Harnessing informality for anti-corruption practice: Shifting the unit of analysis from individuals to networks

Claudia Baez Camargo
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Originally published on GI-ACE

Why do some countries keep struggling with high levels of corruption in spite of adopting most, if not all, internationally recommended legal and institutional anti-corruption prescriptions?

It is striking that some of the countries deemed the most corrupt also happen to boast some of the most extensive and comprehensive anti-corruption regimes…at least on paper. While it is clear that, in such contexts, formal rules are not strongly observed (the infamous implementation gap), there are, nonetheless, certain unwritten understandings, or open secrets, that often are only known to those who are enculturated within those contexts and, therefore, practically invisible to outside observers. These unwritten rules play a key role in shaping expectations and generating predictability, thereby strongly influencing behaviours.

Those practices and norms that inevitably co-exist with formal laws conform the realm of “informality,” which was the focus of our Phase 1 ACE project in which we explored the informal practices associated with corruption in seven countries in East Africa, Central Asia, and the Caucasus. That research uncovered the centrality of informal social networks that operate at all levels, connecting political elites, business interests, and ordinary citizens. The practices of the networks are associated with the prevalence of high levels of corruption, but also are useful for “getting things done” and, as a result, become entrenched.

From the perspective of citizens – in contexts in which resources are scarce and the state is weak – building strong personal connections helps gain access to public services or career opportunities. For example, the research shows that citizens resort to bribery to solve immediate problems (e.g., get medical treatment), but also as a means to grow and cultivate social networks. The reason for this is that the bribe is not intended as a one-off transaction; rather, it is about building useful relationships, for instance, with a health worker.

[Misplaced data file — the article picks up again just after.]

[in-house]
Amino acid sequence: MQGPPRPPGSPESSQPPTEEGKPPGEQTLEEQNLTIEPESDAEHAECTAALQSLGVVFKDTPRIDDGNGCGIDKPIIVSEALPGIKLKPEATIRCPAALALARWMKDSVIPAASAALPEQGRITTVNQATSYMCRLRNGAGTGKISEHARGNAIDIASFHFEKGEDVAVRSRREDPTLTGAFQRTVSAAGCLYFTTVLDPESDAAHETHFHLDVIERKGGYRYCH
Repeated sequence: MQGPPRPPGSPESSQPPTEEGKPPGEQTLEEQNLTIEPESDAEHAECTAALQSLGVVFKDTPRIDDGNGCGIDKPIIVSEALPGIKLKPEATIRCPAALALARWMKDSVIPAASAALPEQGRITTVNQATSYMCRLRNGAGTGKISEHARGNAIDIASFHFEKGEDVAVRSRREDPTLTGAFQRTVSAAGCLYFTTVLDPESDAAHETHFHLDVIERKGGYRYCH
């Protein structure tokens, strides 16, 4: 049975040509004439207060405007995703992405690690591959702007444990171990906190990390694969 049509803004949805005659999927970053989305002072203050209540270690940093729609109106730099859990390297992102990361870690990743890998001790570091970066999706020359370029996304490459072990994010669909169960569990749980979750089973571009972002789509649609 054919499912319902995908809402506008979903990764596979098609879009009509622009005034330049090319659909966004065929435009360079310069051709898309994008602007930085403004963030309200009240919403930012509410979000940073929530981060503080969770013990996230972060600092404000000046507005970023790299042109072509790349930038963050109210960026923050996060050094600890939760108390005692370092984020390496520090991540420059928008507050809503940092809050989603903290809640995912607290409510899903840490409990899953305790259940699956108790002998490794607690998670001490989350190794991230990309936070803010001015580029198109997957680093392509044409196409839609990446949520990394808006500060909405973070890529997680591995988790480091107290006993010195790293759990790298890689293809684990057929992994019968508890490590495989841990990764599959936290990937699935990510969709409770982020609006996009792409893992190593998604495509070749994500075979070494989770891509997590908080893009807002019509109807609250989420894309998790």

For political elites, networks can help win and maintain political power. Cultivating informal networks helps to reward supporters, sanction dissidents, and demobilise opponents, thus promoting regime survival. The usefulness of networks is evident, for example, during elections, when links to business interests can be mobilised to finance campaign costs and patronage networks activated to secure votes.

For business interests, informal networks involving powerful political figures provide access to profitable government contracts, “special” tax exemptions, and other financial benefits. Sometimes entrepreneurs build their networks by sponsoring aspiring politicians who, when successful, are obliged to use their decisionmaking authority to look after the interests of their benefactors.

In our current GI-ACE follow-on project, “Harnessing Informality: Designing anti-corruption network interventions and strategic use of legal instruments,” we have taken a step back to reflect on the meaningfulness of our Phase 1 findings and their implications for anti-corruption practice. Adopting a perspective that puts networks at the centre helps understand some of the shortcomings of conventional anti-corruption instruments. For starters, anti-corruption laws, policies, and interventions typically target individual incentives, utilising legal approaches to increase the costs and diminish the benefits of engaging in corruption. Such policies have been conceived in line with the classical model of the “homo-economicus” as a rational decisionmaking individual. However, the informal networks we have studied often are bound together by culture-bound social norms such as loyalty, reciprocity, or solidarity, and the behaviours and expectations of members are very much shaped by the sense of belonging to the group. Furthermore, in a networked environment, the practices of the group tend to outlive individual members. This may be associated with the persistence of corruption in some countries.

In our current project, we adopt two perspectives to explore the following question: What would anti-corruption practice look like if we shift the unit of analysis from individuals to networks? In the next blog instalments, my colleague and co-investigator Scott Newton and I will describe the details of the work we are currently conducting in East Africa and Central Asia within the scope of our research project.

Claudia Baez Camargo
Claudia Baez Camargo
Head of Governance Research, Basel institute on Governance / University of Basel

Claudia Baez Camargo holds a PhD in political science from the University of Notre Dame, USA, and a graduate degree in economics from the University of Cambridge, England. She is Head of Governance Research at the Basel Institute on Governance/ University of Basel where she is responsible for the development, oversight, and management of the Basel Institute’s research activities in the areas of public and global governance. She also works with a broad range of interested stakeholders on consultancy projects aimed at developing context sensitive strategies to prevent corruption in the public sector. Baez Camargo also teaches courses on corruption and development, and health systems governance at the University of Basel, and has developed training curricula for practitioners on corruption risk assessment methods and developing evidence-based anti-corruption interventions.

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